England beat Lithuania 2-0 in a World Cup qualifier at Wembley on Sunday. Here AFP Sport looks at five things learned as Gareth Southgate's team moved a step closer to next year's finals in Russia:
Handed his first England appearance since November 2013, Jermain Defoe made up for lost time as the Sunderland striker netted the opening goal in typically ruthless fashion.
Recalled after scoring 14 Premier League goals this season, the 34-year-old was at the sharp end of all England's most threatening attacks and boss Gareth Southgate will be satisfied he has a solid alternative while Tottenham forward Harry Kane recovers from his ankle injury.
Defoe has never been renowned for the quality of his work outside the penalty area, but the former Tottenham star comes alive inside the 18-yard box and he underlined his predatory instincts with a composed close-range finish in the 22nd minute.
Defoe's 20th England goal was his first since he netted against San Marino four years ago, and he came close to adding to his tally twice before departing to a standing ovation in the 59th minute.
Introduced as a 60th minute replacement for Defoe, Jamie Vardy took just six minutes to stake his own claim for the prized role at the head of England's attack.
After struggling for much of the season with Leicester, Vardy has emerged from his slump in recent weeks and he maintained that revival with a masterclass in the striker's art.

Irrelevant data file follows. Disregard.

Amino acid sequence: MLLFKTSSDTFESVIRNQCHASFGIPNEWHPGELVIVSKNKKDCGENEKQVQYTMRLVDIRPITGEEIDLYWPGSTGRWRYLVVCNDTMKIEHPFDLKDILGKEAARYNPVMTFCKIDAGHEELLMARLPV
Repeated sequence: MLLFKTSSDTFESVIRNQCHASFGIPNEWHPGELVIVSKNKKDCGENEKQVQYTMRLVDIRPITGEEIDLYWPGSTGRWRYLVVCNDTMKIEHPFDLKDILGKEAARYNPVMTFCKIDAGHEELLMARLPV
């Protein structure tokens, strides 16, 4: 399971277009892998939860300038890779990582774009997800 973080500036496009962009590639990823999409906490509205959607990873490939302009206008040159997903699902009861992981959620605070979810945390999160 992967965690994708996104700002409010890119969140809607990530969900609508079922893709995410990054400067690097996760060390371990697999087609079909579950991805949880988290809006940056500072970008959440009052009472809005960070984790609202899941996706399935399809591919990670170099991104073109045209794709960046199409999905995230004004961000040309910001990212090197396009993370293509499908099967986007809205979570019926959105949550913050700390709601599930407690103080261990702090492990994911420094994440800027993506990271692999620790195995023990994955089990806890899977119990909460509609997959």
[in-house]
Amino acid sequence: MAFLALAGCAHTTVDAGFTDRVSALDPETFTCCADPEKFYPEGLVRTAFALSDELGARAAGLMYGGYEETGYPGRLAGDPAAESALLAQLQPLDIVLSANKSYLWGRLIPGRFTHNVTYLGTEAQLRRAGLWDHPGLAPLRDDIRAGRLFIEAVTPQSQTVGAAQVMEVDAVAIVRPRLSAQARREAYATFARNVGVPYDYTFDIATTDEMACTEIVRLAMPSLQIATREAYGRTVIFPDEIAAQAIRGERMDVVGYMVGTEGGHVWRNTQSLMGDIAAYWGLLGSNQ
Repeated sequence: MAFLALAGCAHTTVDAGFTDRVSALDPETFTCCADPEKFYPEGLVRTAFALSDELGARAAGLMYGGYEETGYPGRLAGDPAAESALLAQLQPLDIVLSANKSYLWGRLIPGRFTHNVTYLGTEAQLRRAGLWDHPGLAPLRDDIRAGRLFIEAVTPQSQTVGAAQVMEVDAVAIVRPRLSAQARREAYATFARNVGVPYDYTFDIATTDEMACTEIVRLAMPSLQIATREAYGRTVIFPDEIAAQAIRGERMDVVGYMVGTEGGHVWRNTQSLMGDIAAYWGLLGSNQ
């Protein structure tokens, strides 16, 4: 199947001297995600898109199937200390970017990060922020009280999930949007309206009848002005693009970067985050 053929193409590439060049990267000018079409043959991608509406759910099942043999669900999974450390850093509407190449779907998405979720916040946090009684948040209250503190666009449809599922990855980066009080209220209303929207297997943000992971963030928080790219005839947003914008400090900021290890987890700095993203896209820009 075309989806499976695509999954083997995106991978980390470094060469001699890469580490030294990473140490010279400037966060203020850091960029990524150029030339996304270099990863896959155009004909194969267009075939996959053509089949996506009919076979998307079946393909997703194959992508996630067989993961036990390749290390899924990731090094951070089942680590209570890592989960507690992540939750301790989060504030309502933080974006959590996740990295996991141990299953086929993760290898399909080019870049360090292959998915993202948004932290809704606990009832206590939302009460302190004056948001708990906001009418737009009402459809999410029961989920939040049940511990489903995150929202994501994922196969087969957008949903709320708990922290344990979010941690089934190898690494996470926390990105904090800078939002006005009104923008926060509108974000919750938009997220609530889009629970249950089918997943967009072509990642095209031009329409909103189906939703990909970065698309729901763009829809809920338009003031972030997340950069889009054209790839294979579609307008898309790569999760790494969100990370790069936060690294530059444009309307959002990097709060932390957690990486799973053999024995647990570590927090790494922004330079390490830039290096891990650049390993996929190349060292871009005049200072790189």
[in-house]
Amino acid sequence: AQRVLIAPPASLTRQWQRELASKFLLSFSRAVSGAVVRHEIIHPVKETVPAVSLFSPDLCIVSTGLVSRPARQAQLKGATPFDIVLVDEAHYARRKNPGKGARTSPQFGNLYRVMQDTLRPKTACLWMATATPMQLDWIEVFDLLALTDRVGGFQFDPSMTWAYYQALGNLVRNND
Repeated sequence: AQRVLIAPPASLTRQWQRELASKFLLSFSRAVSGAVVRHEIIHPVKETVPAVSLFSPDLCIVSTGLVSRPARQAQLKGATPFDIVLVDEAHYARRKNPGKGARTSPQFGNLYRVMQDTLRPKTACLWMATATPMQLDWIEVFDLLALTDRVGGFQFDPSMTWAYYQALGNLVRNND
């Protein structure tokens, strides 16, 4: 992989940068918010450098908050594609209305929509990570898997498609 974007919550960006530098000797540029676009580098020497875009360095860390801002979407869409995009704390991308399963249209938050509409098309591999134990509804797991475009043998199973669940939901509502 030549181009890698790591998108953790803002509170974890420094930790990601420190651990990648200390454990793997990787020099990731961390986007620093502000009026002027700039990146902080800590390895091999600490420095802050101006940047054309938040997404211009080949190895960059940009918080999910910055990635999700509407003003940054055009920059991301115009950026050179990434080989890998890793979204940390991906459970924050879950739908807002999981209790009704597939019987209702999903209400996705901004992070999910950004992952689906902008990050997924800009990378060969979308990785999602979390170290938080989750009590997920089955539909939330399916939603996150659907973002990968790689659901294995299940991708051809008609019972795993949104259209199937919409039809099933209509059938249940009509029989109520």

Aware that Adam Lallana was about to slip a pass in his direction, Vardy was quicker to react than his markers as he beat the offside trap with ease and guided a cool finish past Ernestas Setkus.
Vardy's sixth England goal was a well-timed reminder that, five years after playing in non-league football, he could still develop into a genuine international class finisher at the age of 30.
Ox out of sorts
Despite some underwhelming performances for Arsenal this season, Southgate gave Alex Oxlade-Chamberlain a chance to impress in a deep-lying midfield role and must have been disappointed with the response.
Having failed to live up to the early hype around him, Oxlade-Chamberlain's future at Arsenal is in doubt and his England career is hardly on much firmer ground after this timid effort.
Against a Lithuania side with precious little quality, this was a game crying out for a dominant midfielder to dictate the tempo, but instead Oxlade-Chamberlain gave away possession far too often and rarely supported the attack to any positive effect.
Restored to the starting line-up after missing the Germany friendly, Manchester City winger Raheem Sterling added some much needed poise and pace to the England attack.
With England labouring to prise open the massed Lithuania defence, Sterling took matters into his own hands with a scintillating raid down the left and delivered a perfectly-placed cross that Defoe finished off with aplomb.
Sterling was the target for some crunching challenges as Lithuania tried to kick him into submission, but he kept his head and might feel hard done by to have been replaced by Marcus Rashford in the second half.
Work in progress
Southgate won't get many plaudits for his team's stodgy performance and the England manager would be foolish not to realise there is still a lot of improvements needed before the World Cup.
England's defeat in Germany was their first in four games under Southgate and, while they were never in danger of an embarrassing setback against a side ranked 107th in the world, he should be alarmed by the way his team were easily held at bay for long periods.
Reverting to a back four after playing three at the back against Germany seemed unnecessary against such defensive opposition and, although England stretched their unbeaten run in qualifiers to 34 matches, the top sides lying in wait in the finals won't be quaking in their boots.